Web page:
In order to investigate recombination heterogeneity across chromosomes between sexes, recombination rates were estimated for both sex-specific and family-specific genetic maps. Recombination fractions for locus intervals between marker pairs were calculated using the program JoinMap 4.1 [45] and were further mapped along the physical map in cM/Mb. Sex-specific recombination heterogeneity throughout independent chromosomes was estimated based on the locus intervals of common markers between sexes for each individual family. The significance was examined using the goodness of fit tests according to Ott’s method [76], followed by Bonferroni corrections for multiple comparisons. Due to limited number of common markers, recombination heterogeneity among families was examined by comparing the trends of variations for recombination rates along physical distance. For visual comparisons between sexes and among families, recombination rates for continuous locus intervals were plotted against physical distance along each individual chromosome.

Analysis of genomic features of recombination

The possible correlations between average recombination rates and genome-wide nucleotide compositions, i.e., GC content, were estimated. Calculation of GC content was based on the full reference genome sequences within locus intervals. The correlations were assessed using both the Pearson and Spearman correlation tests. Compared to family-specific maps that involve segregations from both sexes, sex-specific maps are more directly associated with genome sequence features. Therefore, only sex-specific maps were used for these studies.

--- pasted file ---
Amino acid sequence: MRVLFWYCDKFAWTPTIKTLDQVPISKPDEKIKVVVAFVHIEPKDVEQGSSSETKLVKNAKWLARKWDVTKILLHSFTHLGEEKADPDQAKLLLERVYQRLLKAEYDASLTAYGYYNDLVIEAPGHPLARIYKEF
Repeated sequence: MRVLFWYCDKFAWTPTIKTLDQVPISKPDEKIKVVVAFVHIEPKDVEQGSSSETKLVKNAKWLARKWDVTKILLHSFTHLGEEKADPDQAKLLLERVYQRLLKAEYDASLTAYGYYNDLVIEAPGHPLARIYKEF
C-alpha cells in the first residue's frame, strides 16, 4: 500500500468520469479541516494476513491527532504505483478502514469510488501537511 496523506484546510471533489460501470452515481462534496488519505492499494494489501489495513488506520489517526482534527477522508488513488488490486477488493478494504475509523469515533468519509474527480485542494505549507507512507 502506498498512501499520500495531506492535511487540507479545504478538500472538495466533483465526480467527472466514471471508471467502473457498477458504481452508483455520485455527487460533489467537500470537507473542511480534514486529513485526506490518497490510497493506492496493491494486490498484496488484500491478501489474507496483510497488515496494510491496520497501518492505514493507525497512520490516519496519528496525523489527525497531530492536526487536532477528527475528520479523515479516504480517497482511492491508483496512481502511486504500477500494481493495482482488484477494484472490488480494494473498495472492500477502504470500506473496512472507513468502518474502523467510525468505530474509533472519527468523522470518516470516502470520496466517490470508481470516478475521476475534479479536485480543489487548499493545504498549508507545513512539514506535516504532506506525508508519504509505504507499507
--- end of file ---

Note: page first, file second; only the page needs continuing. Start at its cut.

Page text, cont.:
Abbreviations

GBS: 

Genotyping-by-sequencing

LG: 

Linkage group

MAS: 

Marker-assisted selection

QTL: 

Quantitative trait locus

Declarations

Acknowledgements

This research is supported by the National Research Foundation, Prime Minister’s Office, Singapore under its Competitive Research Program (CRP Award No. NRF-CRP7-2010-01) and TLL’s Innovation Support Fund.

Availability of data and materials

Raw sequence data for the study has been deposited into the NCBI Sequence Read Archive database (accession no. SRP073060) and DDBJ Sequence Read Archive database (accession no. PRJDB5145 and PRJDB5148).

Authors’ contributions

LW, BB and GHY designed the experiments and analysed the data. LW, PL, SQH, ZYW, EC and BY conducted the lab experiments. LW, BB and GHY drafted the manuscript. All authors read and approved the final manuscript.

Competing interests

The authors declare that they have no competing interests.

Consent for publication

Not applicable.

Ethics approval and consent to participate

Not applicable.

Open AccessThis article is distributed under the terms of the Creative Commons Attribution 4.0 International License (http://creativecommons.org/licenses/by/4.0/), which permits unrestricted use, distribution, and reproduction in any medium, provided you give appropriate credit to the original author(s) and the source, provide a link to the Creative Commons license, and indicate if changes were made. The Creative Commons Public Domain Dedication waiver (http://creativecommons.org/publicdomain/zero/1.0/) applies to the data made available in this article, unless otherwise stated.

Authors’ Affiliations

(1)
Molecular Population Genetics and Breeding Group, Temasek Life Sciences Laboratory, 1 Research Link, National University of Singapore, Singapore, Singapore
(2)
Department of Biological Sciences, National University of Singapore, Singapore, Singapore
(3)
School of Biological Sciences, Nanyang Technological University, Singapore, Singapore